The point is this: whoever sows sparingly will also reap sparingly, and whoever sows bountifully will also reap bountifully. Each one must give as he has decided in his heart, not reluctantly or under compulsion, for God loves a cheerful giver. –2 Corinthians 9:6-7
So let’s begin now and give a little of our treasure to a ministry that works so hard for each of us. OCF is a ministry that has changed all of our lives in some way and will continue to do so as we graduate college and stay a part of Christ’s Living Body.
Share the word and let’s fill this OCF bucket each with our little drop!
What do Adam and Eve in Paradise, Global Climate Change, and Great Lent have in common? … Trees. And that’s how our weekend began.
Recently, the OCF at the County College of Morris, a newly chartered OCF chapter, hosted their first Pan-Orthodox OCF/Young Adult Weekend Retreat around the topic of Living in God’s Creation. The weekend was filled with fellowship, worship, learning, and stream wading.
OCFers from different areas of NJ and out of state gathered together to learn about how to live in the world as God’s Creation. Like ourselves, all of creation is sanctified by its relationship to God. Dr. Elizabeth Theokritoff, the keynote speaker and author of Living in God’s Creation: Orthodox Perspectives on Ecology, had everyone explore the depth of Creation in relationship to its Creator and challenged every student to serve other creatures, animate and inanimate, the way that Christ serves us. Dr. Elizabeth said that from every tree we are supposed to pick the same fruit: God.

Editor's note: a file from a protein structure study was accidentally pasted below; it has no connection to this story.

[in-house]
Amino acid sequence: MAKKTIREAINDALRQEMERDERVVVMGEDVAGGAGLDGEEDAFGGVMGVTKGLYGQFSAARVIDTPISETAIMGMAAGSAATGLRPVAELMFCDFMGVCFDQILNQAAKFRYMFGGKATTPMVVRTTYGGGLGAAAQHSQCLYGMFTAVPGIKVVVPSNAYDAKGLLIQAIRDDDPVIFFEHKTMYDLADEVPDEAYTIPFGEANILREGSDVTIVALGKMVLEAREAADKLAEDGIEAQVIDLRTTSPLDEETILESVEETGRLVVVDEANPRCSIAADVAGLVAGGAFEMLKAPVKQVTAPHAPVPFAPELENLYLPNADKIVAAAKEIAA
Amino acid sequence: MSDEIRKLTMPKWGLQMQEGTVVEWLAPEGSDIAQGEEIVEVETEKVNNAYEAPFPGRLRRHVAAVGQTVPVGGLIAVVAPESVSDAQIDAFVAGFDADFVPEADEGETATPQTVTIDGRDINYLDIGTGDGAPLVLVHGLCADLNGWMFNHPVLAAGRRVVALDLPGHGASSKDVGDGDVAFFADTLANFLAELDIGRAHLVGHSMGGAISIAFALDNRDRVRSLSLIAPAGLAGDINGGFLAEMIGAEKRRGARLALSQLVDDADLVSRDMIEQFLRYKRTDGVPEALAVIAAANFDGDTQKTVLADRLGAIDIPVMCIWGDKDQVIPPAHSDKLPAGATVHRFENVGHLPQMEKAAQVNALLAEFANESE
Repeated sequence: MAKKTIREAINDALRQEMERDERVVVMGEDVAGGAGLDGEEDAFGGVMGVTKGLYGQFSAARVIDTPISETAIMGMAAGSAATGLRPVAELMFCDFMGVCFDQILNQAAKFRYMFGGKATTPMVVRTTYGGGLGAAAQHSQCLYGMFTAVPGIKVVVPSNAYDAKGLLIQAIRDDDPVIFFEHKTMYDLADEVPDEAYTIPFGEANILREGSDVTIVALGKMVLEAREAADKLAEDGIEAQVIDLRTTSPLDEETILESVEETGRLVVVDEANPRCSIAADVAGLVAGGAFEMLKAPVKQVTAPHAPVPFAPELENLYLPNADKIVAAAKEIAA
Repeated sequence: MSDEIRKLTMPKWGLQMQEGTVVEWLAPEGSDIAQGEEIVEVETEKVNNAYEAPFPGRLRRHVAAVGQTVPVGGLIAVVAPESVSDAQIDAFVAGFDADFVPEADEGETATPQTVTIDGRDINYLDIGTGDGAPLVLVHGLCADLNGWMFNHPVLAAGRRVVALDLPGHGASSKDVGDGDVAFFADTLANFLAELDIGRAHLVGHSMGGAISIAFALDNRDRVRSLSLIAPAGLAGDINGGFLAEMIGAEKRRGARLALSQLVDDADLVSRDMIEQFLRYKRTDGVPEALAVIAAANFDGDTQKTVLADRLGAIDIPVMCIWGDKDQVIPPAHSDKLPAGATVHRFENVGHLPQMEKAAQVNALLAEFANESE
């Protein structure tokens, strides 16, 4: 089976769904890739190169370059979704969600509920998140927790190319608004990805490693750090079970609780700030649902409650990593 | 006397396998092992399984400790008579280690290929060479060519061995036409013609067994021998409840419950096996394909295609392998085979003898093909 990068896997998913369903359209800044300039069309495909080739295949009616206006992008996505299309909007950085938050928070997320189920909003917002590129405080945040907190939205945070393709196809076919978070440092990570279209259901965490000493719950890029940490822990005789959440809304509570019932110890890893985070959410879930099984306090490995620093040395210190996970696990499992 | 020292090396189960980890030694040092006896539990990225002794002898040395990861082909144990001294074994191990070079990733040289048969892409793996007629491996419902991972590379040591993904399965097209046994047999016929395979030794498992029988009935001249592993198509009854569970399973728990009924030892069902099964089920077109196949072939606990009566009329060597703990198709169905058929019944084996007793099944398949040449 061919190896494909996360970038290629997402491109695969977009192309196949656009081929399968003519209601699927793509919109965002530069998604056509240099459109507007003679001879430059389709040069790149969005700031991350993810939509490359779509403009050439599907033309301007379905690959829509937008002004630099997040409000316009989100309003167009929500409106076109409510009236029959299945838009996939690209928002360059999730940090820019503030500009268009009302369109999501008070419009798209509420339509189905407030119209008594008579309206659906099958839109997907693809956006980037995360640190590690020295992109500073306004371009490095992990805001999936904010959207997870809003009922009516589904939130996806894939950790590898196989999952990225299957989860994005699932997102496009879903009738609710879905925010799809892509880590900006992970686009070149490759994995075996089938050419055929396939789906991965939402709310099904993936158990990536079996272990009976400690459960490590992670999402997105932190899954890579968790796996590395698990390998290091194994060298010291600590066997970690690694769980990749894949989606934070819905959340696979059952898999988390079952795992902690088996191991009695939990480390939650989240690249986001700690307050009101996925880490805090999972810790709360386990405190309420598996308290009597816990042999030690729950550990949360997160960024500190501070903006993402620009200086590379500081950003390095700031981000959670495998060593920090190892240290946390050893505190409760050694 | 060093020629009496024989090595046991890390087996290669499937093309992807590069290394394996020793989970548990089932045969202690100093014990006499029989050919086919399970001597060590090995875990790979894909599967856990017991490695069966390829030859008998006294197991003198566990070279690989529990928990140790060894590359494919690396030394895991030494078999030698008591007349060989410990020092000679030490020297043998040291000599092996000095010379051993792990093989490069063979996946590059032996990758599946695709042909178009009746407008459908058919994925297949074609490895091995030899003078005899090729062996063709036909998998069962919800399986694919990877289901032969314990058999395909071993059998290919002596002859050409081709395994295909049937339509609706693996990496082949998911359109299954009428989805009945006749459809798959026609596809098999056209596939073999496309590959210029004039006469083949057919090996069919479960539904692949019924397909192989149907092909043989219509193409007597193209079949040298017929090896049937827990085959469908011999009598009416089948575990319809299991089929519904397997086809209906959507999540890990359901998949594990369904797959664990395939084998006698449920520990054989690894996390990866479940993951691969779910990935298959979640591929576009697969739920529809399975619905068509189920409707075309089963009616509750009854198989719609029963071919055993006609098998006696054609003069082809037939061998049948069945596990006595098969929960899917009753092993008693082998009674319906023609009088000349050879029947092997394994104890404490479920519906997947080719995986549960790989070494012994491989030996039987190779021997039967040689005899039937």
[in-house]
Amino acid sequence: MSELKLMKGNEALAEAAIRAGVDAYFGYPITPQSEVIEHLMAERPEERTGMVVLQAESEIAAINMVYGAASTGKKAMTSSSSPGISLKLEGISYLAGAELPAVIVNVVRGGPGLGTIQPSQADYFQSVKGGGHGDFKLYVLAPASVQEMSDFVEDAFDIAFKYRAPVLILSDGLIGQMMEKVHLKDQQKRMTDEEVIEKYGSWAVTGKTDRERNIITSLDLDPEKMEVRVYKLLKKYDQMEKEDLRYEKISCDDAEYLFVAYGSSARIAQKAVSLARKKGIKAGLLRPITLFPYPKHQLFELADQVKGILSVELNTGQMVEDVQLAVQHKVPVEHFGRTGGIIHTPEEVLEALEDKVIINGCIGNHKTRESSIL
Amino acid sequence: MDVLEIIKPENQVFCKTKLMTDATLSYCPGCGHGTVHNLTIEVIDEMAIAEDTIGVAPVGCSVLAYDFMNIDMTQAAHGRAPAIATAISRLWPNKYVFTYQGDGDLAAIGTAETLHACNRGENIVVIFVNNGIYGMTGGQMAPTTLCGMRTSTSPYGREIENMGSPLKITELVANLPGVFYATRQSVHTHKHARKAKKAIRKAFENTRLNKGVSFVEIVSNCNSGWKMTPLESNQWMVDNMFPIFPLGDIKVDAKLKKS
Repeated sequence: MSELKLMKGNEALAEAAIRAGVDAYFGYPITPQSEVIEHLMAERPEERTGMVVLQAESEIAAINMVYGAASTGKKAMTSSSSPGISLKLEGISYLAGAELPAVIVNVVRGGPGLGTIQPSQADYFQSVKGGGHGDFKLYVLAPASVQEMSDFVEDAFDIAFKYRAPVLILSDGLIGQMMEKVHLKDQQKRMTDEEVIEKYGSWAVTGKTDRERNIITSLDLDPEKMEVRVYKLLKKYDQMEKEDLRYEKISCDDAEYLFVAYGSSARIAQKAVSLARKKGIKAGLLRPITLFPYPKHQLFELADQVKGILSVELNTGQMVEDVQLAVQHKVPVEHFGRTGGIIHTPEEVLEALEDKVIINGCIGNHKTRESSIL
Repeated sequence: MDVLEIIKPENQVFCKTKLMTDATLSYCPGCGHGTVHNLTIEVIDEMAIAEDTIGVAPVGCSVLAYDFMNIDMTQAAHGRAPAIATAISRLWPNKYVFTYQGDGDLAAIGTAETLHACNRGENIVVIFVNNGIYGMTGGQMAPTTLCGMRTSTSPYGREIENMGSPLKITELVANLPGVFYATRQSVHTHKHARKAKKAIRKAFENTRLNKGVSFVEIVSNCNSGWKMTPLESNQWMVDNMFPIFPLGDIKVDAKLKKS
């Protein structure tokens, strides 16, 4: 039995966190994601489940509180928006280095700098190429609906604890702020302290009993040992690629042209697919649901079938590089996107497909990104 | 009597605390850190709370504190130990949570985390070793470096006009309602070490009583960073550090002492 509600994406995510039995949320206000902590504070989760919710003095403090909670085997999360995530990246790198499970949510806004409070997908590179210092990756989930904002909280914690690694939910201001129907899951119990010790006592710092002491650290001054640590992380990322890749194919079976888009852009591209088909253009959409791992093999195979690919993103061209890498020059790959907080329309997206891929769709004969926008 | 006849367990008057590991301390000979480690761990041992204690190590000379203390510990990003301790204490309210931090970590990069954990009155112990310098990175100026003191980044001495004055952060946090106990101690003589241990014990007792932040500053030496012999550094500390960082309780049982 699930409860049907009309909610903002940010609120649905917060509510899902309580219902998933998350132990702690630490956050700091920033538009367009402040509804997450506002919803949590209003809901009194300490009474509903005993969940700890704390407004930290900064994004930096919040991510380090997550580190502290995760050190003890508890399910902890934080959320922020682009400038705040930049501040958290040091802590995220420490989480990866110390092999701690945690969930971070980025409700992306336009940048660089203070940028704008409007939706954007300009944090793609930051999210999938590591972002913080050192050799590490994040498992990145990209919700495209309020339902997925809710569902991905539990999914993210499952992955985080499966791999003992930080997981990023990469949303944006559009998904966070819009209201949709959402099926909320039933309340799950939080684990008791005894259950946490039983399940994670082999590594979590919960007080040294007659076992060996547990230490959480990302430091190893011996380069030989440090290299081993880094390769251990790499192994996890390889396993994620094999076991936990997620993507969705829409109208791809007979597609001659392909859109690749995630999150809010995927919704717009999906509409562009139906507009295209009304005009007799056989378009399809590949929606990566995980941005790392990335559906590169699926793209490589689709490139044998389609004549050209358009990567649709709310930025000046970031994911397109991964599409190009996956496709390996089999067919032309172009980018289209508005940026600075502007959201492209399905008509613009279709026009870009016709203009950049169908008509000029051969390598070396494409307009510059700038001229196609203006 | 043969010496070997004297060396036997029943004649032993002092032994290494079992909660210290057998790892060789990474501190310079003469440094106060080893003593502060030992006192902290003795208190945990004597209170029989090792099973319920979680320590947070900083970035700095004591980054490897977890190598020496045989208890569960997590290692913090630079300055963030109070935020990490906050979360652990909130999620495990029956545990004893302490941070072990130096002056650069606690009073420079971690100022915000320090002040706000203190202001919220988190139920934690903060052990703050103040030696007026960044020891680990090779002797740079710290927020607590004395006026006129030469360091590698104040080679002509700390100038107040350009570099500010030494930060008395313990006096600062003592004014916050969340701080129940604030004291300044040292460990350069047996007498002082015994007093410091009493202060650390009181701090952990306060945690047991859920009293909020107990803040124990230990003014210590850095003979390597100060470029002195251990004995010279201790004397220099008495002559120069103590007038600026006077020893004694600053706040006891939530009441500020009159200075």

In a world that is riddled by the problems of global climate change and has an increasing awareness of how we as humans are treating the earth, we were reminded that Christ calls us to “love our neighbors as ourselves,” while with the same love of neighbor we must keep in mind that what and how much we are using is impacting someone else. “Turning the lights on isn’t a sin, but our actions reflect Creation as whole,” we were reminded by Dr. Theokritoff. We are called to be stewards of Creation, to view and use the resources of the world around us in awe; as the Creation of God. Elder Aimilianos challenges us “to do every task as if preparing for Holy Communion.” The Eucharist means thanksgiving and thankfulness in everything, which is the opposite of extravagance and waste.
Next time you turn on the lights or the faucet or pick a red, ripe strawberry, offer the purposeful creation up to God and thank Him for everything we have been given to use, with a sustainable heart of offering and doxology.
Spyridoula Fotinis is a freshmen at the County College of Morris, studying International Studies. She was instrumental in starting the OCF on campus, which is flourishing and attended by people of all Faiths, even those who do not adhere to a Faith. She loves seeing the love of Christ at work on her campus and in every person around her.